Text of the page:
The Chairman referred to point 4 on page 4 of the Action Plan and asked whether the point could be expanded to consider garden maintenance and/or grass cutting.  The Chairman stated that consulting tenants to produce business cases for communal cleaning services and to improve the cleanliness of shared areas in flats was an excellent idea and suggested that a social enterprise be set up to accommodate this more productively. 


The Head of Housing and Building Services referred to the Gibby Green Fingers Project which had previously been brought to the Committee’s attention and advised that the organisation now had use of a vehicle and would therefore take referrals for properties in the Traherne area to provide garden maintenance.  The Officer advised that he had recently met with Social Firms Wales and had arranged to make a site visit to a social enterprise that had made a significant contribution to supporting Pembrokeshire Council with bulky item collection, recycling, furniture upcycling and training.  The Council agreed with Members that social enterprise was an opportunity that was too good to miss and discussions had already taken place around setting up a community recycling team in areas of the Vale of Glamorgan where recycling levels were low.  The Officer advised that he would bring a future report to Committee regarding social enterprise when further information had been gathered. 


A Member advised that he had continued to take part in estate walkabouts with Housing Officers and encouraged the use of a Photobook to maintain environmental standards.  However, it was important that the Photobook was shared with Members to establish a collective level of standards. The Officer advised that the Photobook Application worked on a traffic light rating system which could then be drilled down into more specific information.  Unfortunately, at the moment, the application only had 20 licences however, discussions were ongoing with regards to Ward Member access and officers hoped to roll out the application to Ward Members in the next couple of months.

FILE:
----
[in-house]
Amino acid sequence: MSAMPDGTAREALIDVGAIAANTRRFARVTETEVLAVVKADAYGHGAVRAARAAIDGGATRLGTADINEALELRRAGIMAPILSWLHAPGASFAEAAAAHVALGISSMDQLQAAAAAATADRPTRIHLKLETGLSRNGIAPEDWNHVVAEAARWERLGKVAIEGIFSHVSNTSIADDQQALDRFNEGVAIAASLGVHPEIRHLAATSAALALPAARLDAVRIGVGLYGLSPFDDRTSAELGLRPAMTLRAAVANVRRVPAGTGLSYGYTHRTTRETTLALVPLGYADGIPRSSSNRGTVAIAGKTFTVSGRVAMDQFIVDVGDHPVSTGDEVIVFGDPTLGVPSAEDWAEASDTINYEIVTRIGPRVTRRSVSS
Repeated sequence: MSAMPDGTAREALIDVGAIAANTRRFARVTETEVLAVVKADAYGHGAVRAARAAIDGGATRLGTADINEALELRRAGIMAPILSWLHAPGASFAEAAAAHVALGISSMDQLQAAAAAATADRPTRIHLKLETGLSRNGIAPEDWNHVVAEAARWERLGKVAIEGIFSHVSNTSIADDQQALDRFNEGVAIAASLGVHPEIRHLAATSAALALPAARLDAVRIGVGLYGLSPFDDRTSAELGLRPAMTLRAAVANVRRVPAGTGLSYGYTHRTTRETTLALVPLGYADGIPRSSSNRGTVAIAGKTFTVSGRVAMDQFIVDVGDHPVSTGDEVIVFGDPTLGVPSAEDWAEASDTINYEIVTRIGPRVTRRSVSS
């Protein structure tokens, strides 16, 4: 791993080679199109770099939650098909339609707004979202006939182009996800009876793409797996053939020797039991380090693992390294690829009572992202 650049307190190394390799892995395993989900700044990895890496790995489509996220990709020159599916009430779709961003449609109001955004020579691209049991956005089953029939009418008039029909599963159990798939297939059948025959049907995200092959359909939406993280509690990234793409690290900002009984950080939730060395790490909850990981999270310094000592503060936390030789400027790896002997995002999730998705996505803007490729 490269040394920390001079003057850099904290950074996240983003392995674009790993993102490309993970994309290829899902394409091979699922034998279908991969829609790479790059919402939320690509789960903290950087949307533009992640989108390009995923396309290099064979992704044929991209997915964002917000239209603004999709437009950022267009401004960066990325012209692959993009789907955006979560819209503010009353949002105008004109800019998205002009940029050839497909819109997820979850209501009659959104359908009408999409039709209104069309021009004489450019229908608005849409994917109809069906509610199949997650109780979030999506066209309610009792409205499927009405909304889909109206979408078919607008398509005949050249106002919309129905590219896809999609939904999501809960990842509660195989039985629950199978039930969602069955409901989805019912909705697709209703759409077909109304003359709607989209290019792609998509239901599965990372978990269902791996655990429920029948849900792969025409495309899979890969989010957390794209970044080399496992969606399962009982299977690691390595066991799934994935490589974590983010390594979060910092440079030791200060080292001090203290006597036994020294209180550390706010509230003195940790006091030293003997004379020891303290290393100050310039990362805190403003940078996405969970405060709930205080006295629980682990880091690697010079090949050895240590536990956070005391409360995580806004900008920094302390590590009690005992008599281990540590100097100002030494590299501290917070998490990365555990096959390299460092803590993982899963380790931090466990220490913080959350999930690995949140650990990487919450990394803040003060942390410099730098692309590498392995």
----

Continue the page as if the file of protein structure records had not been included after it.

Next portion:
The Chairman thanked the Officer for his presentation of the report and wished to clarify how the Committee would be in a position to feed into the new Action Plan in the future, to which, the Officer advised that a future report would be drafted by the Housing Department which would be shared with the Committee for its consideration ahead of a final report being taken to Cabinet. 




(1)       T H A T the six monthly monitoring report in relation to the operational delivery plan for the Environment and Neighbourhood Strategy (Housing) be noted.


(2)       T H A T a report regarding Social Enterprise be added to the Committee’s Forward Work Programme.


Reasons for recommendations


(1)       To ensure that the external environment on public housing estates is maintained to a good standard and to provide Scrutiny Committee Members with the opportunity to make any comments on the Strategy which would include ensuring that any actions identified are addressed.


(2)       To ensure that social enterprise is a key focus of the Environment and Neighbourhood Strategy (Housing) going forward.